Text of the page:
Dynamic Monitoring of Political Networks, Censorship and Propaganda in China
Researcher: Molly Roberts (UC San Diego)
This project will develop an infrastructure for automated information extraction, storage, retrieval and analysis of millions of web-accessible documents produced by the Chinese news media, public and government, entering these documents into a novel data-management system so they can be efficiently accessed. Second, the team will develop methods that allow for real-time analysis, detection and updating of relations between political leaders, propaganda and strategy from these sets of documents. Last, the analysis of this data will be made available to the public in an interactive visualization tool, allowing policymakers and academics to better understand the internal workings of the Chinese government.
Large-scale analysis of this data will allow researchers to:
- conduct real-time detection of political propaganda,
- identify omission of sensitive topics in Chinese news media, and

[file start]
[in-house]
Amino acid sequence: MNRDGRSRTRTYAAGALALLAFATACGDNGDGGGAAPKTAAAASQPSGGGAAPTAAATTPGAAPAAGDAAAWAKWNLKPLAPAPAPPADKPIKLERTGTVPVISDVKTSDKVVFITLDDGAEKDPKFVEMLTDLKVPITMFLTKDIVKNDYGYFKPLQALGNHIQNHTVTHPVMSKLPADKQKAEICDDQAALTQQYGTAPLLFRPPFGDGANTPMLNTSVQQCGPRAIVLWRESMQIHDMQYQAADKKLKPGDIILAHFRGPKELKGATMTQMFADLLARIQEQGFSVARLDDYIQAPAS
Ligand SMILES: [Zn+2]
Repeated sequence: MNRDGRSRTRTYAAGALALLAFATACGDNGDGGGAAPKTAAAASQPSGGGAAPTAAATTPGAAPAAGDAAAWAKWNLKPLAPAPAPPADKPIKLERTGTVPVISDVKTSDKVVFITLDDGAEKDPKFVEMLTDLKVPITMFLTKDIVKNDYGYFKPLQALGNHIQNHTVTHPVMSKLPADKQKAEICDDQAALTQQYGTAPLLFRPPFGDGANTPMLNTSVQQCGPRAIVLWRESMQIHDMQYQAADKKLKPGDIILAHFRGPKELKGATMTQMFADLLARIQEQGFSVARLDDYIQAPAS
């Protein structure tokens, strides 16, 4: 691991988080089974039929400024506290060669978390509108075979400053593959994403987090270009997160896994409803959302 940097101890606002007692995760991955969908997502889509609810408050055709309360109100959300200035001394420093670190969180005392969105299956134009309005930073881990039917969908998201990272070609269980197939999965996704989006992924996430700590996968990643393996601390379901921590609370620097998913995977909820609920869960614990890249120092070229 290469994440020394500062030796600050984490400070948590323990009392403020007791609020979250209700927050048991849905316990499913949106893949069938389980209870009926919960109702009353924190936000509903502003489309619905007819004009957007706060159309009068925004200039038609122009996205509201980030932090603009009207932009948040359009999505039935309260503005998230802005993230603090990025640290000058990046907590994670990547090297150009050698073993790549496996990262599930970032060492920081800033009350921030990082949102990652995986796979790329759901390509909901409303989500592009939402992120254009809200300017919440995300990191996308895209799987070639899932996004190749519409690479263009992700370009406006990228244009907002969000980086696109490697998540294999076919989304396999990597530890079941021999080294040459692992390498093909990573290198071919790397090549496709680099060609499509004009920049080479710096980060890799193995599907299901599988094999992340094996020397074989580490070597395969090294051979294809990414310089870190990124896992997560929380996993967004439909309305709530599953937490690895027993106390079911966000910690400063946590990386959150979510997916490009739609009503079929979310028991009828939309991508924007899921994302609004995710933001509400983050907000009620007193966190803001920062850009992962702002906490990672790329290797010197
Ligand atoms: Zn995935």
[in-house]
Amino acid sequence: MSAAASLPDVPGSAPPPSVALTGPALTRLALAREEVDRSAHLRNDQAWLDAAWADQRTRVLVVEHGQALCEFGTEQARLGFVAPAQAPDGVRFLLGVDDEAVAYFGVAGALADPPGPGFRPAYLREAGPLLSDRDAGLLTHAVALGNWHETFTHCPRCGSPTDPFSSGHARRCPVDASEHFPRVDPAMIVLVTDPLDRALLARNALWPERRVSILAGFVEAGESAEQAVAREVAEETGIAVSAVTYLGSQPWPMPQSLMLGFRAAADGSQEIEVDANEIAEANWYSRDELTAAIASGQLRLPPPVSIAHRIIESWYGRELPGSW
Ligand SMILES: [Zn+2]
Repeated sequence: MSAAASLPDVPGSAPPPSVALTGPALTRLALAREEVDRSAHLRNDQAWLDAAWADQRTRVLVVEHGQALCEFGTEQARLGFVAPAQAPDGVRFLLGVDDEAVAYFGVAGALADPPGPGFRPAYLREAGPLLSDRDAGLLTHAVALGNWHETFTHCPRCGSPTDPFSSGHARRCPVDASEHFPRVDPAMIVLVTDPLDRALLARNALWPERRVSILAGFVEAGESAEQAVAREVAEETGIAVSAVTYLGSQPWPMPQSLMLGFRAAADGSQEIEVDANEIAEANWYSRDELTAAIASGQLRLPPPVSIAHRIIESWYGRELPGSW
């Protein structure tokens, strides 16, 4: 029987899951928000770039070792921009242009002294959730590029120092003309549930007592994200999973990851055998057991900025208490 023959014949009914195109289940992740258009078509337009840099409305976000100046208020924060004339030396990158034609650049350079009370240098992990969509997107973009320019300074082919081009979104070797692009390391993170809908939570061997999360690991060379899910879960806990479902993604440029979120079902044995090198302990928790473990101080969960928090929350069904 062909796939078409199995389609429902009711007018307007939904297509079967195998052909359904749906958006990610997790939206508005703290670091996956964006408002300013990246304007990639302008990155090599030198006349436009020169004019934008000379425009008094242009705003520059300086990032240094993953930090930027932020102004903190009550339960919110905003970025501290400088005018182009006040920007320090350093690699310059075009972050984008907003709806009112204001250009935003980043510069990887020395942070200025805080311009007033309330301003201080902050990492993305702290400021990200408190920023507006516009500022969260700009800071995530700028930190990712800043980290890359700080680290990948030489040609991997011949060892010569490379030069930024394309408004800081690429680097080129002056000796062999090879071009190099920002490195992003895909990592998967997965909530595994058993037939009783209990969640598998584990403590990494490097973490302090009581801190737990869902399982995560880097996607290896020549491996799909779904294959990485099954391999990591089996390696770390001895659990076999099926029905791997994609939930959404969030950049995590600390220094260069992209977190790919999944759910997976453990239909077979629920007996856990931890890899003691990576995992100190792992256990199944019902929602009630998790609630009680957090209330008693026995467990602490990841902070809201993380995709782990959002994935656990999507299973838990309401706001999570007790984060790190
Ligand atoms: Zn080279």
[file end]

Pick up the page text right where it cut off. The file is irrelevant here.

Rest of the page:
- conduct dynamic detection of political associations among elites.
It is well known the Chinese government uses the coordination of articles across newspapers as a primary method of government propaganda, but also for omitting reports of sensitive events that could damage the image of the Chinese government. Such propaganda will point to topics and issues that are most important to the Chinese government, providing clues to the government’s agenda. And identifying and classifying relationships among leaders has long been a central challenge in the analysis of Chinese elite politics. The data will allow us to track when, where and how much different political figures appear together in media reports to generate new, more empirically grounded maps of personal and political associations among elites.The combination of these methods will allow mapping of emerging governance trends and political strategies in China. Spatial and temporal variance in governance discourse and outcomes offers important clues about the underlying configuration of political forces in China. A combination of text analytics and named-entity recognition techniques will capture differences across provinces and over time in policy formulation and implementation that may signal political cleavages.